Electric Vehicles 2014-Nissan-Leaf

Published on May 9th, 2014 | by Christopher DeMorro

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Next Nissan Leaf To Get More Range, “Mainstream” Styling

2014-Nissan-Leaf

In a bid to broaden the appeal of the Nissan Leaf, the next-generation model will boast a longer ranger and a more mainstream look. Though it may have been first out of the gate with a mass market EV, Nissan has taken its lumps and lessons and applied them to the next model. Will these changes help make the Leaf a breakout hit?

If you’ll recall, Nissan executives aren’t exactly thrilled with the underwhelming response to the Leaf, even though it remains far-and-away the best-selling EV in the world. One of the problems is the Leaf’s relatively short range, with Nissan will likely remedy by offering different battery pack sizes, like the Tesla Model S. A recent survey all but confirms Nissan’s intent to offer more multiple battery sizes, perhaps all the way up to 150 miles of driving per charge. Following the new Leaf will be the long-delayed Infiniti EV, sometime around 2017 with a more premium feel.

That’s definitely the right move. But as for adopting a more mainstream look? I’m not sure. As it stands, the Leaf strikes the right balance between looking different and blending in, and you can tell pretty far out that it’s an electric vehicle. I like that, and I think a lot of owners do too. Buyers have the option of “mainstream” electric vehicles like the Ford Focus Electric, but they aren’t biting. There’s a reason for that, and it isn’t just Ford’s lack of marketing. People want to be seen in an electric car, same way they want to be seen in a Prius or any other hybrid.

The Nissan Leaf’s looks aren’t out there by any stretch of the imagination, but it’s still different enough to be noticed. I hope Nissan keeps it that way.

Source: Automotive News




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About the Author

A writer and gearhead who loves all things automotive, from hybrids to HEMIs, can be found wrenching or writing- or esle, he's running, because he's one of those crazy people who gets enjoyment from running insane distances.



  • Lee Thomas

    I think a distinct look helps them broadcast the acceptance of EVs to others on the road but, maybe it’s time to pull in the reigns a little on the aero for a bit more style. I think the proportions lend themselves to something like a miniature London Cab. Perhaps there is a compromise that could be modern and efficient with a cool retro vibe.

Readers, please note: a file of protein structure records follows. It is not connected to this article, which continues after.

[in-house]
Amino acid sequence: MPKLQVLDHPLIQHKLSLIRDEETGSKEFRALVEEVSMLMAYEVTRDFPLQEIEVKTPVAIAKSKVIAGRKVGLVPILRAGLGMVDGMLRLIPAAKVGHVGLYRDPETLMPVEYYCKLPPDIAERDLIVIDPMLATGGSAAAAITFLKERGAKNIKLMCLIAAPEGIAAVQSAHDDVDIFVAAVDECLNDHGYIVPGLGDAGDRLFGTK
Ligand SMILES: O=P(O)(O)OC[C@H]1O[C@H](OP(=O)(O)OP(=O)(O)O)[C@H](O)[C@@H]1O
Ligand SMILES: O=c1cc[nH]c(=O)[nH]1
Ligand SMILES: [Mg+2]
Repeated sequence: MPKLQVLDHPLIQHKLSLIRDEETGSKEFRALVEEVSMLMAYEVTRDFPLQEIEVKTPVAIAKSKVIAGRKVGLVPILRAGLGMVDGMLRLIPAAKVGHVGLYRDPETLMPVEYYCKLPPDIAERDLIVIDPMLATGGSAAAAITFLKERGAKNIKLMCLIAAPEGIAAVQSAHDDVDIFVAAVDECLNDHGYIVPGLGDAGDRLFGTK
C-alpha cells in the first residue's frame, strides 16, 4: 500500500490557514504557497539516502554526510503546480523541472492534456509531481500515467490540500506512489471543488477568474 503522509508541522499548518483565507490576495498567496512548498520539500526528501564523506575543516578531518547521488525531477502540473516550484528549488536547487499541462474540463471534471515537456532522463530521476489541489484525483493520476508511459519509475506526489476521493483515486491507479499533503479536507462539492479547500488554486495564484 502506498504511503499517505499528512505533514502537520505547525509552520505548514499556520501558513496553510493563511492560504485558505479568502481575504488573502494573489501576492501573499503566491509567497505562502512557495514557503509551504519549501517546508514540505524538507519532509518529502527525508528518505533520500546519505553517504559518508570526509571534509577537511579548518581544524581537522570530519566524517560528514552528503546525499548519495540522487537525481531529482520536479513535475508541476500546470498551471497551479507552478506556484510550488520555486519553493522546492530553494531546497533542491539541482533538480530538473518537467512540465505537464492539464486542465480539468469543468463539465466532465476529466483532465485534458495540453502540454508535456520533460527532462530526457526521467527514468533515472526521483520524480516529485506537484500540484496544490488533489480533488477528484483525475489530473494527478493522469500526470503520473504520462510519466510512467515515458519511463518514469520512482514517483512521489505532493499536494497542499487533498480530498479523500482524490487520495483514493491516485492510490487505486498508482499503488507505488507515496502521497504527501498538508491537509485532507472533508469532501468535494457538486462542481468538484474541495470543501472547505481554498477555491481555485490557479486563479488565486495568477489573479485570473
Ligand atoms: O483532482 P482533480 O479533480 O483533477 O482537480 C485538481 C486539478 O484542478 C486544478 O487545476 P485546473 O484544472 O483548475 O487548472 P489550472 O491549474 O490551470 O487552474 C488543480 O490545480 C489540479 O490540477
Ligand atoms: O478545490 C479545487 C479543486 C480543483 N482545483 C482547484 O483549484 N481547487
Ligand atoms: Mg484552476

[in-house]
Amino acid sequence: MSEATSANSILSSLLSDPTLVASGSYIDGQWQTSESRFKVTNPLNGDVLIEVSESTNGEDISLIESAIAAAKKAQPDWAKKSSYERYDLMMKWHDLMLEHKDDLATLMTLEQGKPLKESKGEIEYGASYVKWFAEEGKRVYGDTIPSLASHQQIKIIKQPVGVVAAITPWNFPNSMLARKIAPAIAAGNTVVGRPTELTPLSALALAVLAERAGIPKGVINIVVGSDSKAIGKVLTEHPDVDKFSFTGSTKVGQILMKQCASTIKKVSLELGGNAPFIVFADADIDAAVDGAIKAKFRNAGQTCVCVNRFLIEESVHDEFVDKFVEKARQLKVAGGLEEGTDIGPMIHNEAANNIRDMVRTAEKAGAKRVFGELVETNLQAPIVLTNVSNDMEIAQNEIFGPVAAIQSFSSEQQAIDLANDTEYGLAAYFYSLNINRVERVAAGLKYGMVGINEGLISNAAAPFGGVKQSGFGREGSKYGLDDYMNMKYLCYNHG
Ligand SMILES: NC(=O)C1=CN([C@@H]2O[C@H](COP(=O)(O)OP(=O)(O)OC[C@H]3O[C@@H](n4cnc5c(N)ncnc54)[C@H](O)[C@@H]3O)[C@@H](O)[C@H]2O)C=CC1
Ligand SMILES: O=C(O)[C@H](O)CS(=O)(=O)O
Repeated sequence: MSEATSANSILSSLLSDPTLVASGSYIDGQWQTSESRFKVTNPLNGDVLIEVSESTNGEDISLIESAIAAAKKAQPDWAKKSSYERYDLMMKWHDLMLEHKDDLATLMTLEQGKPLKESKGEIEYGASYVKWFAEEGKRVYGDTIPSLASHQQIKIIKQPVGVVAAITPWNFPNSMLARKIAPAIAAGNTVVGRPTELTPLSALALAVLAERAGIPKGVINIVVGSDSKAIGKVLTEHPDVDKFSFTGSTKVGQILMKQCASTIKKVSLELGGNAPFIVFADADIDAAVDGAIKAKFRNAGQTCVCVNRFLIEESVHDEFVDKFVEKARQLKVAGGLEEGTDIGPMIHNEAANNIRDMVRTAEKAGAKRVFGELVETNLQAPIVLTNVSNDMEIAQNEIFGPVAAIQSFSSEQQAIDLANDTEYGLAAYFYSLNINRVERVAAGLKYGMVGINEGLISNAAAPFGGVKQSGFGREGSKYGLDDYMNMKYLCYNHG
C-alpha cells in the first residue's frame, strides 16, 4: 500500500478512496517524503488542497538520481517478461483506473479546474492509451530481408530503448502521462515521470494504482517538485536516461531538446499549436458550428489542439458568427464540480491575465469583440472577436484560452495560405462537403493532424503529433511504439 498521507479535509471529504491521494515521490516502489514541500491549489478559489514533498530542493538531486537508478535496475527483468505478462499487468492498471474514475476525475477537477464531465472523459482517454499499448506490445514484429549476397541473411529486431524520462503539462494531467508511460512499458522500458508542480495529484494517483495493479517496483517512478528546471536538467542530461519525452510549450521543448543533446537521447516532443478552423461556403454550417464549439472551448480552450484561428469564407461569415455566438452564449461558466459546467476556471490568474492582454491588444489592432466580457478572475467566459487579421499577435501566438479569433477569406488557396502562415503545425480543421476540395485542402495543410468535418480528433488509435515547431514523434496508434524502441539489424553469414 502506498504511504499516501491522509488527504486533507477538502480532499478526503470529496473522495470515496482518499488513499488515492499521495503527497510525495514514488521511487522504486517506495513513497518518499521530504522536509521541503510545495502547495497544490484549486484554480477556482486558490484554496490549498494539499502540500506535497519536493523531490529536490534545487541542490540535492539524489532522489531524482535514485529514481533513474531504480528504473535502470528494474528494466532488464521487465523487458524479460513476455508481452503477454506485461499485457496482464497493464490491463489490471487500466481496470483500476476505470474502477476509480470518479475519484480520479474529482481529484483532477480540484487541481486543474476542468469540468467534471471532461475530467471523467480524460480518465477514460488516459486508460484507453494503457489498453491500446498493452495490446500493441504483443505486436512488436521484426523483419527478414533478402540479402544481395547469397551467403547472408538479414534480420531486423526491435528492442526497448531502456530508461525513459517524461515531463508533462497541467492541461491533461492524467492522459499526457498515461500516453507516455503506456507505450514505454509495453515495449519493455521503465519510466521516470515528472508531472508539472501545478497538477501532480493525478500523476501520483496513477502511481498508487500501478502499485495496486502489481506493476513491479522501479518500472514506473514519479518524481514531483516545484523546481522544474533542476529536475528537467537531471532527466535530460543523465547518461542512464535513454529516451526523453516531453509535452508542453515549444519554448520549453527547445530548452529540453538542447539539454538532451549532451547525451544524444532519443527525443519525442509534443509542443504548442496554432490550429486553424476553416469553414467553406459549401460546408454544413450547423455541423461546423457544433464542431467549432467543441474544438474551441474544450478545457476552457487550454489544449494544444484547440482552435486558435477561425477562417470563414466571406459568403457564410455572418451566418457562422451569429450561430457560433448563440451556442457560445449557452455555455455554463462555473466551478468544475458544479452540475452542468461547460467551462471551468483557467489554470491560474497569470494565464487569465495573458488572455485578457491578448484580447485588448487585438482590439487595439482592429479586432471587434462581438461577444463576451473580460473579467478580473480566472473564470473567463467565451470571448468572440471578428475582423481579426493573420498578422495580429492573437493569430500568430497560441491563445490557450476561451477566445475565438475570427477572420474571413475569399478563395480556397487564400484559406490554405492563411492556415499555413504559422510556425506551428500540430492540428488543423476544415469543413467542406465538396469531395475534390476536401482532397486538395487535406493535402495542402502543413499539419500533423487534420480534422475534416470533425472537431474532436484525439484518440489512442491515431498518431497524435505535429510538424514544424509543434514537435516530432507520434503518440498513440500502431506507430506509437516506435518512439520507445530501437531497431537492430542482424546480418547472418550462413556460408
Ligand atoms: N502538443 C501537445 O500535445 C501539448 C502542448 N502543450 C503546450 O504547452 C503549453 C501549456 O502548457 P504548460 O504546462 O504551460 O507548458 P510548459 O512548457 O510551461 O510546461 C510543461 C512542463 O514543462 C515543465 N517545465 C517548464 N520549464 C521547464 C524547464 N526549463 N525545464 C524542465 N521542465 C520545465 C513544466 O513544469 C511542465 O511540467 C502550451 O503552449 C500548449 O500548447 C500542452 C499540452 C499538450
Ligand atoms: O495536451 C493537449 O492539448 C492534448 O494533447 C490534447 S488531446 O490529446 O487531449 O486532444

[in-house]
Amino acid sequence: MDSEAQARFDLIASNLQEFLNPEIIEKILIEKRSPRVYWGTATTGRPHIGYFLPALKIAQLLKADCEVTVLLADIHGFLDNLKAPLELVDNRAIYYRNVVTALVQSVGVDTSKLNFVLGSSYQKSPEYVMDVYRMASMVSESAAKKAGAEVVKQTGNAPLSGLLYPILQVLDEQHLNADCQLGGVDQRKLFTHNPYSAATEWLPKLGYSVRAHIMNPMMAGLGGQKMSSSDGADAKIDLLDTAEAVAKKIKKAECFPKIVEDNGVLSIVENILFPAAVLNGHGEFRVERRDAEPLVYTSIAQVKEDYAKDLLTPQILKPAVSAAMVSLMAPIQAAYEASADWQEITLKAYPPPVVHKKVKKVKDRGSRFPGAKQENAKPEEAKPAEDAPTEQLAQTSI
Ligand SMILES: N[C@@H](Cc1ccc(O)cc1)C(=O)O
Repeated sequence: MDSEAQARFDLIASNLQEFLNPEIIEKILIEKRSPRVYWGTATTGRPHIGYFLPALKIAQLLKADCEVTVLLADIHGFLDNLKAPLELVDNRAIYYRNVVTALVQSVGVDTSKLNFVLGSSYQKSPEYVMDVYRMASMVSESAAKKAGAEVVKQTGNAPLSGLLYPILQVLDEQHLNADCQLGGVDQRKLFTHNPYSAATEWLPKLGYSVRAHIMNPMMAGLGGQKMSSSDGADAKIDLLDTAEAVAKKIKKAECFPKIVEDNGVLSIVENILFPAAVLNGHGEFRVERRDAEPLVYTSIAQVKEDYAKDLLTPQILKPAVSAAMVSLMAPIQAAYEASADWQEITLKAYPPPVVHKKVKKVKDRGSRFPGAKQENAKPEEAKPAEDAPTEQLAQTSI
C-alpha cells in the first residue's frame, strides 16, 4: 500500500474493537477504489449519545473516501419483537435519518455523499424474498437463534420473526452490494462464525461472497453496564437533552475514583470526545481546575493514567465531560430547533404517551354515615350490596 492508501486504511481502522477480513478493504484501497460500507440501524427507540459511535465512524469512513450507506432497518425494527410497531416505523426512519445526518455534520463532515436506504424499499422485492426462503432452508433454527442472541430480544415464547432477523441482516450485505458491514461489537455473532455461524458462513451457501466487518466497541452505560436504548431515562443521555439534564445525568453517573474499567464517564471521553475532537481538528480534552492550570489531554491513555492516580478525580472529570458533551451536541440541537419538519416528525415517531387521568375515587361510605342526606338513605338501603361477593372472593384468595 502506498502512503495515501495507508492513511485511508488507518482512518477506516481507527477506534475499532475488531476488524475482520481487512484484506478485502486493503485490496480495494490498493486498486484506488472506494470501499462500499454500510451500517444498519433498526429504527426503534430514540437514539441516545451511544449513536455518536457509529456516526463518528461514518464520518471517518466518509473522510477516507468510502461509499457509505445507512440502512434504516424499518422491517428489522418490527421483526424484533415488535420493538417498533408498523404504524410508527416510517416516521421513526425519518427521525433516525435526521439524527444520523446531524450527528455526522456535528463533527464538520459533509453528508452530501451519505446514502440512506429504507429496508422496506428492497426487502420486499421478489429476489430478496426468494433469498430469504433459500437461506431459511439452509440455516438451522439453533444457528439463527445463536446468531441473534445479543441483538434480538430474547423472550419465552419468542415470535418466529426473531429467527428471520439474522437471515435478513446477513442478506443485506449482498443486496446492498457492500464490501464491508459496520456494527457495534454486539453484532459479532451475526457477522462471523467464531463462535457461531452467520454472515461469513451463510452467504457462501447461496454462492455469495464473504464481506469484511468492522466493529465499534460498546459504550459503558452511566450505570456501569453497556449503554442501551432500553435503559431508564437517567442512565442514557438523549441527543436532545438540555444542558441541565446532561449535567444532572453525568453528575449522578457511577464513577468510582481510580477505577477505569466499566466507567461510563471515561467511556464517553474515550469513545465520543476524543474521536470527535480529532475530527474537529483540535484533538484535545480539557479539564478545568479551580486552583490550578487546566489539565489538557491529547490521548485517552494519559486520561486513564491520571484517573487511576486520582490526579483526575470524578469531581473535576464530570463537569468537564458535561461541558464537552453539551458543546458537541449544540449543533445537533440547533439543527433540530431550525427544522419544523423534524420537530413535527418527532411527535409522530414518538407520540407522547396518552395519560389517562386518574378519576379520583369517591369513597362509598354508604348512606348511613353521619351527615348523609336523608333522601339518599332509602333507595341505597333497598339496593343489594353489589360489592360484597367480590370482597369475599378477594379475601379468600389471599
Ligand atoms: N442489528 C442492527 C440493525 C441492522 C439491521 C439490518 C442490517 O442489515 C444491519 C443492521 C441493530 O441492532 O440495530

• Chris

    Does anyone think the Model S would have done as well as it has if it LOOKED like and EV? I doubt it…

    • http://neilblanchard.blogspot.com/ Neil Blanchard

      The Model S looks like an EV – because it is. The Leaf is awkward looking, but that is not because it is an EV.

  • Jason

    I actually think one of the main reasons the Leaf isn’t a big seller, other than the EV range, is the fact that it is a terrible looking vehicle. It doesn’t necessarily need to have a traditional look, but it definitely needs to look better.

  • http://neilblanchard.blogspot.com/ Neil Blanchard

    Nissan needs to improve the Leaf, and they need to have the base model be a true 100+ mile range. They can lower the Cd and gain the range, and they can use a direct heating defroster, in addition to the heat pump and heated seats to keep most of that range in the winter. Styling needs to be appealing and like aero design, it doesn’t add to the cost to build.

    Nissan should team up with Tesla to get video mirrors to be allowed. This would lower the drag in two ways: a frontal area reduction of about 1 sq ft, and it would lower the Cd significantly. AND the Leaf could get rid of the bulging headlights; which are there to quiet air turbulence around the optical mirrors.

  • nooper

    I agree about wanting to look different when driving an EV, but I would also argue that MOST drivers don’t want to look like they’re driving probably the ugliest car on the road when they drive the Leaf.

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